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attorney general jeff sessions


President Donald Trump has fired Attorney General Jeff Sessions.

The president had repeatedly criticized Jeff Sessions after he recused himself from the Russia investigation dogging the White House.

President Trump tweeted that his top law enforcement official will be temporarily replaced by his chief of staff, Matthew Whitaker, who has criticized the Russia inquiry.

He tweeted on November 7: “We thank Attorney General Jeff Sessions for his service, and wish him well!”

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In a resignation letter, Jeff Sessions – a former Alabama senator who was an early supporter of Donald Trump – made clear the decision to go was not his own.

He wrote: “Dear Mr. President, at your request I am submitting my resignation.”

“Most importantly as my time as attorney general, we have restored and upheld the rule of law,” he added, while thanking the president.

President Trump has repeatedly pilloried the attorney general since Jeff Sessions stepped aside from the Russia investigation in March 2017, allowing his deputy Rod Rosenstein to lead an inquiry that has dogged the White House.

In July 2017, President Trump told the New York Times: “Sessions should have never recused himself, and if he was going to recuse himself, he should have told me before he took the job and I would have picked somebody else.”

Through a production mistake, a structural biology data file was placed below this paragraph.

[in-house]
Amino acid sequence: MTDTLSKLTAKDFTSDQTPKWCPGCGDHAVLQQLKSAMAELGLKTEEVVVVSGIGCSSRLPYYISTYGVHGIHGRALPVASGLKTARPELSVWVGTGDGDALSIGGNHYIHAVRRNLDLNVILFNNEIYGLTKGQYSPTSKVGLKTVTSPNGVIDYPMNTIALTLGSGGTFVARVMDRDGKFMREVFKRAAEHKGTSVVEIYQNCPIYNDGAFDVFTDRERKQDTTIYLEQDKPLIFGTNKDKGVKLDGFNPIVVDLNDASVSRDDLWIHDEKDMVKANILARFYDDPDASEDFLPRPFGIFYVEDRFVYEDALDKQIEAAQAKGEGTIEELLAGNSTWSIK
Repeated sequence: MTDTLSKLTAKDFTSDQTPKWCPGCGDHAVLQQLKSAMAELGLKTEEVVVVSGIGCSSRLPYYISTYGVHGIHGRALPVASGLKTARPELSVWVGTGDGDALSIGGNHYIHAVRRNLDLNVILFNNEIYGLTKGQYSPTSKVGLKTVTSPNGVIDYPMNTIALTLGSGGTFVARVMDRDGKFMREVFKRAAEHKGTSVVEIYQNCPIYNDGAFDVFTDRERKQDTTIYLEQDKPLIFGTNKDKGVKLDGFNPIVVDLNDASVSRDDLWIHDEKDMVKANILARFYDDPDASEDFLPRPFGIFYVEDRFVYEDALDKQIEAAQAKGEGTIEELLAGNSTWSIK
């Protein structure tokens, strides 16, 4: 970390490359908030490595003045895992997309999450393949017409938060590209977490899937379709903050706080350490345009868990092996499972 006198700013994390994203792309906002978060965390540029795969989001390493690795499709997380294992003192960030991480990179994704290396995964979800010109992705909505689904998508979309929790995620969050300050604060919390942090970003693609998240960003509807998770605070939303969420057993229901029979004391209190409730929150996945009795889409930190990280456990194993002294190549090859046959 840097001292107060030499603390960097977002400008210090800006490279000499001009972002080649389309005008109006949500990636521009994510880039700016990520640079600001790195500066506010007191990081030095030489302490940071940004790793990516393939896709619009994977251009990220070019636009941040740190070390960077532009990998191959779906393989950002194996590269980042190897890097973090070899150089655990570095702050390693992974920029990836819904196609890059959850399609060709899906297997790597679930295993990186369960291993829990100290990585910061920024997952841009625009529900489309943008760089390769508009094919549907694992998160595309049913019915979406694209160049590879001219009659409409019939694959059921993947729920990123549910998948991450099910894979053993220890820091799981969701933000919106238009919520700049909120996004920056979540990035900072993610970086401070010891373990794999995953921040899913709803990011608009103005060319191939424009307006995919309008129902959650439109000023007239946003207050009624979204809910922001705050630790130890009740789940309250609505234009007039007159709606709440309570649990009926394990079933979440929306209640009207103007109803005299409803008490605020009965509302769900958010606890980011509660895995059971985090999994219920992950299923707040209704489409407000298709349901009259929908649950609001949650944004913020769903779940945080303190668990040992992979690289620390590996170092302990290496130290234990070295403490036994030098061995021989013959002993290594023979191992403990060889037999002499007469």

The president has at various times belittled Jeff Sessions as “beleaguered”, “VERY weak”, and “DISGRACEFUL”.

According to a White House official, Chief of Staff John Kelly called Jeff Sessions before President Trump’s combative press conference to discuss midterm election results on November 7.

The attorney general’s exit comes as Special Counsel Robert Mueller continues to hunt for evidence of potential collusion between the Trump presidential campaign and Russia.

Robert Mueller’s wide-ranging investigation – overseen by the DoJ – has resulted in a series of criminal charges against several of Trump associates.

Democratic Senator Chuck Schumer tweeted after the announcement was made: “Clearly, the President has something to hide.”

Chuck Schumer added: “Given his previous comments advocating defunding and imposing limitations on the Mueller investigation, Mr. Whitaker should recuse himself from its oversight for the duration of his time as acting attorney general.”

During a Congress hearing, Attorney General Jeff Sessions has denied having undisclosed meetings with Russian officials at a Washington DC hotel.

Jeff Sessions also told the Senate Intelligence Committee any suggestion he colluded with the Kremlin was “an appalling and detestable lie”.

America’s top law official also repeatedly refused to answer questions about his private conversations with President Donald Trump.

Jeff Sessions vowed to defend his honor “against scurrilous and false allegations”.

His remarks came after sacked FBI Director James Comey said he believed he was fired to influence the agency’s investigation into Russian political meddling.

US intelligence agencies believe that Moscow interfered in the last year’s election in order to help Donald Trump get elected.